Poor housing shreds people’s mental health warns expert as thousands still living in temporary accommodation

Rough sleeping in Mare Street

A bed for the night? Rough sleeping in a Mare Street doorway, Hackney, November 2023. Photograph: Julia Gregory. Free for use by partners of BBC news wire service

A housing campaigner has called for tenants in Hackney to join forces to tackle housing problems which can affect their mental health.

Pat Turnbull, who chairs the Victoria Tenants’ and Residents’ Association, said: “We need an organisation for tenants at this time when they are facing so many problems.”

She told residents at an online meeting on Friday 24 November discussing the impacts of poor housing and how it can affect people’s mental health.

Turnbull was speaking at the first event of Hackney’s mental health week.

She said Hackney Council cut its housing waiting list in 2021 from 13,000 to 8,500.

Thousands of households from the 13,400-strong waiting list which were not in the most urgent need were removed and offered personalised support to explore other options to find a home – rather than spending years waiting in unsuitable housing. 

Even with these changes, households in urgent need still had to wait around seven years to be housed, and homeless families continued to wait an average of four years, according to Hackney Council.

Earlier this year, Hackney Council’s housing department was directed to make its allocation policy more transparent, after being warned by the local government and social care ombudsman that missing online information was causing confusion amongst the public over who on the housing waiting list is given emergency priority and why.


Turnbull added: “There are more than 3,000 households living in temporary accommodation in Hackney. They have further stress because they do not have a permanent home.”

Turnbull said Hackney residents can also find it stressful getting repairs done.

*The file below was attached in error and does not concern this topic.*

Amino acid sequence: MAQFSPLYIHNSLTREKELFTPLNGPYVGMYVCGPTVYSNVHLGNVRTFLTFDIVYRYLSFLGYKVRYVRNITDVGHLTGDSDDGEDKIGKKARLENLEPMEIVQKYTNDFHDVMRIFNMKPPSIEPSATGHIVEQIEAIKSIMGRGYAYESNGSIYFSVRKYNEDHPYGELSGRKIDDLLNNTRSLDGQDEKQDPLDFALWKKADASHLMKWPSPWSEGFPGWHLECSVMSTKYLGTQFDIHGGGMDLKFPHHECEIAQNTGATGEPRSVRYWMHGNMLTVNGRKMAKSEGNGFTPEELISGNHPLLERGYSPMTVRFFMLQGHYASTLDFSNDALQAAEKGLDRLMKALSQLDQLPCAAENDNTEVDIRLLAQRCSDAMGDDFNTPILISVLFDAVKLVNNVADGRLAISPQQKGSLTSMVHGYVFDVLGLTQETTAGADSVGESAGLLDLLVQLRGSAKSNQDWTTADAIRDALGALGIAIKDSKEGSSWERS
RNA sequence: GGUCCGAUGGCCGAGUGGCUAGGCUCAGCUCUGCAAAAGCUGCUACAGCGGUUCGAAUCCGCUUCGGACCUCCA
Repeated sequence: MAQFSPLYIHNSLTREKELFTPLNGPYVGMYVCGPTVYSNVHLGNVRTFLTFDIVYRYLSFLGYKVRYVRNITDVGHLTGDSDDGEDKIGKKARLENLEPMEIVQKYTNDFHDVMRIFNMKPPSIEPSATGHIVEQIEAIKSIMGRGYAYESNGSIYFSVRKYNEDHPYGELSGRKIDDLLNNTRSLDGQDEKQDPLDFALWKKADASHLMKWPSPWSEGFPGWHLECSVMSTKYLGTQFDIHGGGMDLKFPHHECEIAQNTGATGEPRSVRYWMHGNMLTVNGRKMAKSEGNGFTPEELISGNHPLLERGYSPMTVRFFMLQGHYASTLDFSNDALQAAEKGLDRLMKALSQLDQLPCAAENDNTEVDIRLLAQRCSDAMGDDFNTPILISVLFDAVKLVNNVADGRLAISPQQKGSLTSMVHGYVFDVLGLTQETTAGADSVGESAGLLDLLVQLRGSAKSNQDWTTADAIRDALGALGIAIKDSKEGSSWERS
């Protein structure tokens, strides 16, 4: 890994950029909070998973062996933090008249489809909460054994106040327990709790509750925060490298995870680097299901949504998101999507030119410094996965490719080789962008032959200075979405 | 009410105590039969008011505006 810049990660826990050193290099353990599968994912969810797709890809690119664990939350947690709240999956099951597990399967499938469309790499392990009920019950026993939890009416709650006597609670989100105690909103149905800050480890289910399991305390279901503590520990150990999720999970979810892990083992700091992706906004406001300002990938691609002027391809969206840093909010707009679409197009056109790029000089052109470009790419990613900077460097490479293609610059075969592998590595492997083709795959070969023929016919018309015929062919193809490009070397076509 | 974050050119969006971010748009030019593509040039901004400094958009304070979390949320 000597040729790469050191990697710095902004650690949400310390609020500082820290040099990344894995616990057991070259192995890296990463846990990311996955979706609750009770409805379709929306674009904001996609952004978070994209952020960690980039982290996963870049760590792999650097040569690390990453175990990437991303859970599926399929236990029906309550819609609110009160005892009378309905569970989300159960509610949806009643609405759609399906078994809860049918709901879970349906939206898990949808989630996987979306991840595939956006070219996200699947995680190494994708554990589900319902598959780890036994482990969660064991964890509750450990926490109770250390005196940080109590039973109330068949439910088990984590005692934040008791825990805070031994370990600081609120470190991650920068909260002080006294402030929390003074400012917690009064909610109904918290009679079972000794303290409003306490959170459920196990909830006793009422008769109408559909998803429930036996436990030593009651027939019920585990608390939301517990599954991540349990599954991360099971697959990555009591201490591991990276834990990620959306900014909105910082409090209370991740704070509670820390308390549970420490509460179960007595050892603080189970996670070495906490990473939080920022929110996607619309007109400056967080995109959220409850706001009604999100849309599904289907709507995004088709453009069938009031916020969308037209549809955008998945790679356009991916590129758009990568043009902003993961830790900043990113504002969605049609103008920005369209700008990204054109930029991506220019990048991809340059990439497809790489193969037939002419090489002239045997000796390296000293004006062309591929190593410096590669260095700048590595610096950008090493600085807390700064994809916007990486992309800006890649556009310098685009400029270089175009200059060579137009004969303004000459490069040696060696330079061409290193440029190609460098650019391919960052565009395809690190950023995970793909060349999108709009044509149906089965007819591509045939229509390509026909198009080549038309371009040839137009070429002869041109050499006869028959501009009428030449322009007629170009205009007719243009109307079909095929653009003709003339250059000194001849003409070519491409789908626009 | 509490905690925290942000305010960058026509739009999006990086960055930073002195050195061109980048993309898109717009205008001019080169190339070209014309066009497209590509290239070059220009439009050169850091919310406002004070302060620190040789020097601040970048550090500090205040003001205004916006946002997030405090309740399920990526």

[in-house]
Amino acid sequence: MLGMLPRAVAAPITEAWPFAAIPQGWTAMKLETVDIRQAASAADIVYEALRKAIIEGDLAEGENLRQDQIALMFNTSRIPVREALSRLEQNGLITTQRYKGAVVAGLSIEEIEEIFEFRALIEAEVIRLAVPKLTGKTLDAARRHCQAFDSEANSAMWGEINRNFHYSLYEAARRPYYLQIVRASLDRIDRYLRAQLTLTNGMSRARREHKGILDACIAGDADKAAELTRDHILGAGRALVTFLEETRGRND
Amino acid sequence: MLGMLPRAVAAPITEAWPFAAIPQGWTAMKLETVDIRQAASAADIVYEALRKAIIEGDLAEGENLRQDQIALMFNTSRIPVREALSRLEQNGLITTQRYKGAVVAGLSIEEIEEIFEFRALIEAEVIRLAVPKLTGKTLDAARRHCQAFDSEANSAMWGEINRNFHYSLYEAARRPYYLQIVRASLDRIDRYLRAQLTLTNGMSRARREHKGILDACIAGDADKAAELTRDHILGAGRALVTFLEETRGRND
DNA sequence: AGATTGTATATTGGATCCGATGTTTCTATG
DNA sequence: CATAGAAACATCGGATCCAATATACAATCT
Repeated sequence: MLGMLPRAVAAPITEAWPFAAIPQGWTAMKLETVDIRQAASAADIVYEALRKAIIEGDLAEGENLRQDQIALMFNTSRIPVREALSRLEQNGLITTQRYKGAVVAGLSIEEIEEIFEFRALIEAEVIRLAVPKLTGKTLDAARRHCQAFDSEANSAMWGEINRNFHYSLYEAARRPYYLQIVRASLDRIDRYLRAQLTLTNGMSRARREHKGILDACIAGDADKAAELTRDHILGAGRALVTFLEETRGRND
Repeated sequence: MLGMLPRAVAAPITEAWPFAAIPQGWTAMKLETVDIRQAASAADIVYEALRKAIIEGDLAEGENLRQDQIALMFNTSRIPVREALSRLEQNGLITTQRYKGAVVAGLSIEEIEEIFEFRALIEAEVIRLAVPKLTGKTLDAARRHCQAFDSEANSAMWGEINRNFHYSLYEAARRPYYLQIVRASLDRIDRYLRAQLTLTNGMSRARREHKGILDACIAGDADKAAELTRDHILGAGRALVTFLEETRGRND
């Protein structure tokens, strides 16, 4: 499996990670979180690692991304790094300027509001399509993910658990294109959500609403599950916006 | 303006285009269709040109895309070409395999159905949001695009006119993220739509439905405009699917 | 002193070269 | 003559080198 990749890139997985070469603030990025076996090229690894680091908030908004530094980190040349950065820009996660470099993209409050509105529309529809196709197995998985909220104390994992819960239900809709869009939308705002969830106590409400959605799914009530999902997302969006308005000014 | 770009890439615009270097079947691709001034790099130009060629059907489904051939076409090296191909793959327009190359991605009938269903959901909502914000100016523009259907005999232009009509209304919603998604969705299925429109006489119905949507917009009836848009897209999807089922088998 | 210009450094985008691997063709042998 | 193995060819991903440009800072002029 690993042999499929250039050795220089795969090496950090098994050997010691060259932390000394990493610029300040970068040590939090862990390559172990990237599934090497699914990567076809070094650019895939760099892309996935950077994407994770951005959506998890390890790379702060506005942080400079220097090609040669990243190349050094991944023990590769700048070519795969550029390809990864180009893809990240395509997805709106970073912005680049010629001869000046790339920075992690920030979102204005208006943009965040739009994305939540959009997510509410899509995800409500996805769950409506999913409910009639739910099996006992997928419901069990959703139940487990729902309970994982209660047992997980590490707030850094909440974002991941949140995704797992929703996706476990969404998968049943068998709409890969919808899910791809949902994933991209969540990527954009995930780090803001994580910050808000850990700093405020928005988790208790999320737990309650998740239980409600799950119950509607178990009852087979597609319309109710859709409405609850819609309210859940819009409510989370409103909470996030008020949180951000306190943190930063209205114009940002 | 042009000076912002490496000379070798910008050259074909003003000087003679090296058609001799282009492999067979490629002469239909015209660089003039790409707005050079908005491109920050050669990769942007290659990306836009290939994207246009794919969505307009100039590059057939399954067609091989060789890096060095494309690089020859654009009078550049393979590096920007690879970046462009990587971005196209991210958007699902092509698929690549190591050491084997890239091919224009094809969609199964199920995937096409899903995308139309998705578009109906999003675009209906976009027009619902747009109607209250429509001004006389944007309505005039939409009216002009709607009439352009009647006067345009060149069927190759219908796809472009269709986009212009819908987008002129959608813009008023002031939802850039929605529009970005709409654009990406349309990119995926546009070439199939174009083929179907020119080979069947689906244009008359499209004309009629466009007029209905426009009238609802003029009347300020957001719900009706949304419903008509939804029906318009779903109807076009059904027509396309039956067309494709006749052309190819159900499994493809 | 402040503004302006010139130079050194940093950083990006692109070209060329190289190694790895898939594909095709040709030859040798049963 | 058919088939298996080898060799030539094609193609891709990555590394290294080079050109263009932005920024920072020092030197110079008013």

She said estate regeneration also affects people’s mental health.

“It’s a very big deal losing your home, especially seeing it knocked down, living on a building site and adapting to moving to a new home.”

She said the regeneration of the Woodberry Down estate was first suggested in the 1990s.

The redevelopment is a partnership between Hackney Council, Berkeley Homes, Notting Hill Genesis housing association, with Woodberry Down Community Organisation and the Manor House Development Trust.

More than 5,500 new homes are being built but campaigners said there are not enough affordable or social housing on the estate and want to see the target increased from 41 per cent.

Developers are consulting on the final phases of the scheme now.

Woodberry Down ward councillor Sarah Young pointed out regeneration has benefits as it can mean people escape damp, cold homes. She said it was important to involve residents in designing a new estate, moving them together and respecting their needs.

Turnbull said joining a tenants’ organisation can help residents sharing common problems and “exert more pressure on your landlord”.

Clinical psychologist Dr Nina Carey explained that safe housing is crucial for people’s wellbeing.

She said: “We can offer as much trauma therapy as we want but if a person goes back to a house that makes them feel unsafe, they will not recover.”

Carey, who has researched the impact of living in temporary accommodation on single mothers, said their children can become anxious and their health can deteriorate.

She said: “There are children covered in bedbug bites who are afraid of going to sleep.”

Paul Watt, visiting professor in sociology at the London School of Economics, said the impact of living in sub-standard damp or infested homes or temporary accommodation “shreds people’s mental health in so many ways”.

Watt researches social housing, regeneration, homelessness and displacement.

He said the uncertainty of living in temporary accommodation and the disruption of living besides building sites during estate regeneration increases their stress.

In September, Hackney Council passed a motion calling for people’s right to good mental health to be recognised.

The council’s mental health champion councillor Claudia Turbet-Delof arranged the events.

She said: “Our hope is that as a society we recognise that the often-invisible daily struggles and social injustices we experience can have an impact on our mental health, and that we gather to share what we think should be collective solutions and take them as action plans.”